Reversible Inhibitors Arrest ClpP in a Defined Conformational State that Can Be Revoked by ClpX Association
Angew. Chem. Int. Ed., Volume 54, Issue 52, Pages 15892–15896 , DOI: 10.1002/anie.201507266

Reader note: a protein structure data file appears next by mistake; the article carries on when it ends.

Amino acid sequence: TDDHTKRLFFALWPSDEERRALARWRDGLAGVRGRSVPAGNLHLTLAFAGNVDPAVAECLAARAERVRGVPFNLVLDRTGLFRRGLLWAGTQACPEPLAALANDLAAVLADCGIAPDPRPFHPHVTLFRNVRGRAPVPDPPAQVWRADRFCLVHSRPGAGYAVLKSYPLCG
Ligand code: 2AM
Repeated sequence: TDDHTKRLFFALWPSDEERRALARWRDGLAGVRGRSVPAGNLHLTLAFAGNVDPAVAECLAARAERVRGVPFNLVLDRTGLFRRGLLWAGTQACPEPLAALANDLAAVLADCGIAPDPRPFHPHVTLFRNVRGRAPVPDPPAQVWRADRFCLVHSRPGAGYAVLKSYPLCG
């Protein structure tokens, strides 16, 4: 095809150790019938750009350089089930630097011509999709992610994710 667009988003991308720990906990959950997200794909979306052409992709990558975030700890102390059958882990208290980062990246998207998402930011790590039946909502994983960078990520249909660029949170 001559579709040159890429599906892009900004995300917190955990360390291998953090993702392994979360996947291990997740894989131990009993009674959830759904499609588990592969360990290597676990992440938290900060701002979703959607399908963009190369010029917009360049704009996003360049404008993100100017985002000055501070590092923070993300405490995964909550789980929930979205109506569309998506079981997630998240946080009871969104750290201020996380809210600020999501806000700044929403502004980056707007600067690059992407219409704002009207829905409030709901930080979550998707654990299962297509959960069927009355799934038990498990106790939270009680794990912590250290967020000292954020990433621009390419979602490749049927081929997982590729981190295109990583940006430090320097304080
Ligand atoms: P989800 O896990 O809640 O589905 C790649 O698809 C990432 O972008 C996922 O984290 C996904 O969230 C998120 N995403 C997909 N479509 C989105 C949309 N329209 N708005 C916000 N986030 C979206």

Caseinolytic protease P (ClpP) is an important regulator of Staphylococcus aureus pathogenesis. A high-throughput screening for inhibitors of ClpP peptidase activity led to the identification of the first non-covalent binder for this enzyme class. Co-crystallization of the small molecule with S. aureus ClpP revealed a novel binding mode: Because of the rotation of the conserved residue proline 125, ClpP is locked in a defined conformational state, which results in distortion of the catalytic triad and inhibition of the peptidase activity. Based on these structural insights, the molecule was optimized by rational design and virtual screening, resulting in derivatives exceeding the potency of previous ClpP inhibitors. Strikingly, the conformational lock is overturned by binding of ClpX, an associated chaperone that enables proteolysis by substrate unfolding in the ClpXP complex. Thus, regulation of inhibitor binding by associated chaperones is an unexpected mechanism important for ClpP drug development.